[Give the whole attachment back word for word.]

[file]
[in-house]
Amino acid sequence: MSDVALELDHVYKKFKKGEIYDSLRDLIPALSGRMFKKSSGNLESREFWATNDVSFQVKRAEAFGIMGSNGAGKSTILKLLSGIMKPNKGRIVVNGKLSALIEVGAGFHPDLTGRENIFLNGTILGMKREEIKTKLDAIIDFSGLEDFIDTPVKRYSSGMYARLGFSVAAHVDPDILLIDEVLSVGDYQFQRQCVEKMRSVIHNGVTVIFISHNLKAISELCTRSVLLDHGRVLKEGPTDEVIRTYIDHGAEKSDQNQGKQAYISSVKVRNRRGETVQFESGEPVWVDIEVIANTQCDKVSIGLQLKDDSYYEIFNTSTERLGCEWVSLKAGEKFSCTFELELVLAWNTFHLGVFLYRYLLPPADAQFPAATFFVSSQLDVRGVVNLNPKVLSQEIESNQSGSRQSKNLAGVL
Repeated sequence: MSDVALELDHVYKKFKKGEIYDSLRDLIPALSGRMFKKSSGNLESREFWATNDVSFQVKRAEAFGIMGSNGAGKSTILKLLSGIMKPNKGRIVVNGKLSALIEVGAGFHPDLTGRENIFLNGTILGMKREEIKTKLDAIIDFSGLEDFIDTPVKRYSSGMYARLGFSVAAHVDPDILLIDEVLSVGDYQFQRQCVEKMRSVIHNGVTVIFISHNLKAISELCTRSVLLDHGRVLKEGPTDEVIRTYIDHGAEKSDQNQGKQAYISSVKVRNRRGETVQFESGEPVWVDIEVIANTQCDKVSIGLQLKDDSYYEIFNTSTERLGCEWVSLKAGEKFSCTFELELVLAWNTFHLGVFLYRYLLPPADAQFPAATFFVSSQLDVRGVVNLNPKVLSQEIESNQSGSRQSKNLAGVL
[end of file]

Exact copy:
[in-house]
Amino acid sequence: MSDVALELDHVYKKFKKGEIYDSLRDLIPALSGRMFKKSSGNLESREFWATNDVSFQVKRAEAFGIMGSNGAGKSTILKLLSGIMKPNKGRIVVNGKLSALIEVGAGFHPDLTGRENIFLNGTILGMKREEIKTKLDAIIDFSGLEDFIDTPVKRYSSGMYARLGFSVAAHVDPDILLIDEVLSVGDYQFQRQCVEKMRSVIHNGVTVIFISHNLKAISELCTRSVLLDHGRVLKEGPTDEVIRTYIDHGAEKSDQNQGKQAYISSVKVRNRRGETVQFESGEPVWVDIEVIANTQCDKVSIGLQLKDDSYYEIFNTSTERLGCEWVSLKAGEKFSCTFELELVLAWNTFHLGVFLYRYLLPPADAQFPAATFFVSSQLDVRGVVNLNPKVLSQEIESNQSGSRQSKNLAGVL
Repeated sequence: MSDVALELDHVYKKFKKGEIYDSLRDLIPALSGRMFKKSSGNLESREFWATNDVSFQVKRAEAFGIMGSNGAGKSTILKLLSGIMKPNKGRIVVNGKLSALIEVGAGFHPDLTGRENIFLNGTILGMKREEIKTKLDAIIDFSGLEDFIDTPVKRYSSGMYARLGFSVAAHVDPDILLIDEVLSVGDYQFQRQCVEKMRSVIHNGVTVIFISHNLKAISELCTRSVLLDHGRVLKEGPTDEVIRTYIDHGAEKSDQNQGKQAYISSVKVRNRRGETVQFESGEPVWVDIEVIANTQCDKVSIGLQLKDDSYYEIFNTSTERLGCEWVSLKAGEKFSCTFELELVLAWNTFHLGVFLYRYLLPPADAQFPAATFFVSSQLDVRGVVNLNPKVLSQEIESNQSGSRQSKNLAGVL